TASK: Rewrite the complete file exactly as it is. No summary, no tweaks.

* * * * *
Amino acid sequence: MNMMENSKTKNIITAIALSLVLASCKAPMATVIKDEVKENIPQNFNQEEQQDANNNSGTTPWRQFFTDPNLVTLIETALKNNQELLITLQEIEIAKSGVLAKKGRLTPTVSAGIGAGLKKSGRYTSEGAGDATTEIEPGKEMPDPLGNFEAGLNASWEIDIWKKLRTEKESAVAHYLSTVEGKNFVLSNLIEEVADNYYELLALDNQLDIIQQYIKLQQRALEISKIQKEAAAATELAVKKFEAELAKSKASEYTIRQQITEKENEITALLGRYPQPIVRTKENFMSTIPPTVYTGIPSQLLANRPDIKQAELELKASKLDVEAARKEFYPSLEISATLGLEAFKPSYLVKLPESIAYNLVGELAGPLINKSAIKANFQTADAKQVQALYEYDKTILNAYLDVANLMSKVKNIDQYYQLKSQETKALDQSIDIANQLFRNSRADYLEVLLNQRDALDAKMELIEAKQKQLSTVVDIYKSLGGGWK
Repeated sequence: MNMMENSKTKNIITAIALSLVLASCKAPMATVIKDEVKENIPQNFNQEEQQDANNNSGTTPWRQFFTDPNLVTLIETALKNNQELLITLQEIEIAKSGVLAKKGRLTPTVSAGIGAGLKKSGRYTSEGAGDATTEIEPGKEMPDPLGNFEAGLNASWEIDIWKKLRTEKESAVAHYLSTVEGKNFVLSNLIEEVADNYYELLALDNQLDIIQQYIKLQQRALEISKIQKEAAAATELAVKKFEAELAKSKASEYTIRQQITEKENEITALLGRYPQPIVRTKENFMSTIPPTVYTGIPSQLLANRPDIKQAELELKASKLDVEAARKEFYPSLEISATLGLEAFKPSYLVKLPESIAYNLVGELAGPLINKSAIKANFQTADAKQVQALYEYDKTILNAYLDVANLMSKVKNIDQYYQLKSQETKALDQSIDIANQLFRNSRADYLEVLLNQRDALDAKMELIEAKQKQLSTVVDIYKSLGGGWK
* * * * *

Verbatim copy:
Amino acid sequence: MNMMENSKTKNIITAIALSLVLASCKAPMATVIKDEVKENIPQNFNQEEQQDANNNSGTTPWRQFFTDPNLVTLIETALKNNQELLITLQEIEIAKSGVLAKKGRLTPTVSAGIGAGLKKSGRYTSEGAGDATTEIEPGKEMPDPLGNFEAGLNASWEIDIWKKLRTEKESAVAHYLSTVEGKNFVLSNLIEEVADNYYELLALDNQLDIIQQYIKLQQRALEISKIQKEAAAATELAVKKFEAELAKSKASEYTIRQQITEKENEITALLGRYPQPIVRTKENFMSTIPPTVYTGIPSQLLANRPDIKQAELELKASKLDVEAARKEFYPSLEISATLGLEAFKPSYLVKLPESIAYNLVGELAGPLINKSAIKANFQTADAKQVQALYEYDKTILNAYLDVANLMSKVKNIDQYYQLKSQETKALDQSIDIANQLFRNSRADYLEVLLNQRDALDAKMELIEAKQKQLSTVVDIYKSLGGGWK
Repeated sequence: MNMMENSKTKNIITAIALSLVLASCKAPMATVIKDEVKENIPQNFNQEEQQDANNNSGTTPWRQFFTDPNLVTLIETALKNNQELLITLQEIEIAKSGVLAKKGRLTPTVSAGIGAGLKKSGRYTSEGAGDATTEIEPGKEMPDPLGNFEAGLNASWEIDIWKKLRTEKESAVAHYLSTVEGKNFVLSNLIEEVADNYYELLALDNQLDIIQQYIKLQQRALEISKIQKEAAAATELAVKKFEAELAKSKASEYTIRQQITEKENEITALLGRYPQPIVRTKENFMSTIPPTVYTGIPSQLLANRPDIKQAELELKASKLDVEAARKEFYPSLEISATLGLEAFKPSYLVKLPESIAYNLVGELAGPLINKSAIKANFQTADAKQVQALYEYDKTILNAYLDVANLMSKVKNIDQYYQLKSQETKALDQSIDIANQLFRNSRADYLEVLLNQRDALDAKMELIEAKQKQLSTVVDIYKSLGGGWK